The new decarbonisation targets by the International Maritime Organization have been widely criticised during the summer period, when IMO MEPC agreed on a revised strategy to decarbonise the global shipping industry, a giant 1 billion tonnes a year emitter.
There was a lot of criticism in the outcome of the IMO´s Marine Environment Protection Committee (MEPC) 80th session in July, describing the deal as a “wish and a prayer agreement”, mentioning that the level of ambition agreed is “far short” of what is needed to be sure of keeping global heating below 1.5C.
New analysis by commercial advisory service UMAS has found that “the IMO’s targets correspond to a path on 1.55oC and 1.6oC according to the budget defined by the IPCC.” But ambitious national, regional and corporate action needs to be taken, UMAS urged.
In July, IMO members agreed on “indicative checkpoints” of reducing emissions by at least 20%, striving for 30%, by 2030, and at least 70%, striving for 80%, by 2040, reaching net-zero “by or around, i.e., close to 2050”, qualified by whether “national circumstances allow.”
The huge level of modifications to existing and new ships, even at the minimum level of ambition, which requires the average ship’s GHG intensity to be reduced by 86% by 2040, spell an end to the era of fossil fuelled shipping.
However, national, regional and corporate actions need to move to clear 1.5oC alignment otherwise they will lag behind IMO’s ambition and risk creating confusion, opacity, inaction and admin burden to the transition, as Dr Tristan Smith, Reader at UCL Energy Institute, Director of UMAS said.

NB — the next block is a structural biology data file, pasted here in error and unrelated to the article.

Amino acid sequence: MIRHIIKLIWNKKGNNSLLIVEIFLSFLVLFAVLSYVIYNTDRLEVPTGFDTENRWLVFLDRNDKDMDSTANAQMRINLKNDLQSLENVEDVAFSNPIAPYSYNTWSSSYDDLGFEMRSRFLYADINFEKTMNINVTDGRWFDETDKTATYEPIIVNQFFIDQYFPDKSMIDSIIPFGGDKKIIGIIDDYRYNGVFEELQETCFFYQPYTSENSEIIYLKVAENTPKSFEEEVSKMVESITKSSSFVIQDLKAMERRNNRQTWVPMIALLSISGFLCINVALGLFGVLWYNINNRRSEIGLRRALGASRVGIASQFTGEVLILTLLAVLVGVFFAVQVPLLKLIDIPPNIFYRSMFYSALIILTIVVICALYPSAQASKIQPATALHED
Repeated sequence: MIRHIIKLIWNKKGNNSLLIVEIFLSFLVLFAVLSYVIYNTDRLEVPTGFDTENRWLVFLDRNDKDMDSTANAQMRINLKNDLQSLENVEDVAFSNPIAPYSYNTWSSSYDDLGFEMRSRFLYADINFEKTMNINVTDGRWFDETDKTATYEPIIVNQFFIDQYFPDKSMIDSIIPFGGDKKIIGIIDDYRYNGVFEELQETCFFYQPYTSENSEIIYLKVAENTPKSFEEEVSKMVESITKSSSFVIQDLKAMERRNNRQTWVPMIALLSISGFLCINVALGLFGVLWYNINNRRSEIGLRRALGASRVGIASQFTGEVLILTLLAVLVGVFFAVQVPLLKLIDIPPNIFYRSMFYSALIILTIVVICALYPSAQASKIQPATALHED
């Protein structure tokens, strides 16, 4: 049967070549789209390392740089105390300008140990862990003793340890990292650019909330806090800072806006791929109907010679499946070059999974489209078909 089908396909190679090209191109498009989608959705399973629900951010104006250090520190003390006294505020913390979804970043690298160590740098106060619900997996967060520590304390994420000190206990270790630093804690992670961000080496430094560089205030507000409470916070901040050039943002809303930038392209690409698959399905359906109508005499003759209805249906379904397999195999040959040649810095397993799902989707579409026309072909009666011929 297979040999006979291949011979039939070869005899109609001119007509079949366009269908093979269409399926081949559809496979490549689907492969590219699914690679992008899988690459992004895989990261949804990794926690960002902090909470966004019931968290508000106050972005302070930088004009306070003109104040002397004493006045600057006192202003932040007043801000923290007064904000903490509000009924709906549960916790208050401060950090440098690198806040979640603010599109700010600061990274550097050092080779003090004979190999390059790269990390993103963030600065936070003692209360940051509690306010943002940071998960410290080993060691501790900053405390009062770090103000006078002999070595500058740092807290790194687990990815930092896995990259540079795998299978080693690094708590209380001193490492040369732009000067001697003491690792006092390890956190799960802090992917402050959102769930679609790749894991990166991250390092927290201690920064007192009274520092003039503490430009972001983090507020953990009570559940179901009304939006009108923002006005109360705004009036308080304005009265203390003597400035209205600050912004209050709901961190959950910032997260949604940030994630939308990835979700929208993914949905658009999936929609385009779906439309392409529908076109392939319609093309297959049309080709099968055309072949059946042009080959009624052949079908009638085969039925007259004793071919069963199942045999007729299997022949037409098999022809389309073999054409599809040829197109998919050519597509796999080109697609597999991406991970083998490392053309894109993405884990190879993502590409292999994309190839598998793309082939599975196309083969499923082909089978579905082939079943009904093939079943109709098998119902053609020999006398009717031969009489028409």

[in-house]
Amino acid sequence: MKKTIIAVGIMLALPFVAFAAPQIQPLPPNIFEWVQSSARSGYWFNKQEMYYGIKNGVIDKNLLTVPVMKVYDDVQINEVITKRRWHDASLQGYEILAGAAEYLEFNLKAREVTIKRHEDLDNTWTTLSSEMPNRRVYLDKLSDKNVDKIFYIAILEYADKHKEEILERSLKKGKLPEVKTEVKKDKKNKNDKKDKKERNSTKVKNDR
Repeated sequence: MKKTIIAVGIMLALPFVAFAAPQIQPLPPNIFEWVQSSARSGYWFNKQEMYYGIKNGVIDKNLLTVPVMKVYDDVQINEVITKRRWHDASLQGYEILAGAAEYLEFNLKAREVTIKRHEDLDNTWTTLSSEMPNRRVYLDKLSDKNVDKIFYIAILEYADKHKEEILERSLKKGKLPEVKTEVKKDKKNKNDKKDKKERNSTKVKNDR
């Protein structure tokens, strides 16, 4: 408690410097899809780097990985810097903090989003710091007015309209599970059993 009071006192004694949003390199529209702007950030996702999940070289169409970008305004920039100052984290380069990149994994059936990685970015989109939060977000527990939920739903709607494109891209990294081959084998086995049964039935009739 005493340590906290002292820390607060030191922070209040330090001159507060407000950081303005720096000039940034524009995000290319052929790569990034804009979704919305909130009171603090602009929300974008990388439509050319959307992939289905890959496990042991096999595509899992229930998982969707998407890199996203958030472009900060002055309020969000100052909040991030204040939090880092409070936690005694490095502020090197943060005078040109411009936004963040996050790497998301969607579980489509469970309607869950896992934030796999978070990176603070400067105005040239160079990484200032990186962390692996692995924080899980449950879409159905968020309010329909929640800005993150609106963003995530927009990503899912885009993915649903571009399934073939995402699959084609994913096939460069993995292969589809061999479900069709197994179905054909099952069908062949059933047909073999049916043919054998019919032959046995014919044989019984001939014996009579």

But if these actions are strengthened and more carefully dovetailed into the nature of the transition IMO’s Revised Strategy now signals, then there remains a key role to play for such actions to support and assist the sector, especially in the period to 2027-28 (before entry into force of further IMO regulation).
In its analysis UMAS says the “IMO’s Revised Strategy creates a very clear onus for a rapid and strong upwards revision of corporate, national and regional actions.”
The “time window for national actions has been compressed,” UMAS notes, and their role/value is changing. There is now only a small window of 3-4 years before IMO’s mid-term measures enter into force in 2027/2028.
There will always be a need for action on the domestic fleet (which is not covered by IMO regulation) so domestic maritime regulation remains important.
For international shipping servicing a country, there is still a gap in legislative clarity until 2027/28 when IMO mid-term measures enter into force.
“Stimulating early adoption and first movers in that period remains important,” adds the advisory service.
Dr Nishatabbas Rehmatulla, Principal research fellow at UCL and Principal Consultant at UMAS, highlights that “Much remains to be desired of industry initiatives. Our analysis shows none are aligned with the latest climate science in terms of their ambition and lack transparency. This needs to change, for example by following guidance published by the UN for private actors, or the very actors that present themselves as the vanguard face the risk of being called out for greenwashing.”
The report provides a number of recommendations to stakeholders in light of the above.
In accordance with UMAS research analysis, corporate actors and investors must apply and align with the UN’s High Level Expert Group guidance on integrity, including all scopes from one to three, interim targets and disclosure, or risk becoming irrelevant.
Furthermore, national actors should bring forward plans for national action to be particularly focused on the period from now to 2027/28, bringing forward public/private collaborations to ensure these have a chance of fulfilling their roles during this decade, and establish a definition that Green Corridors must have zero or near-zero GHG operation before 2030.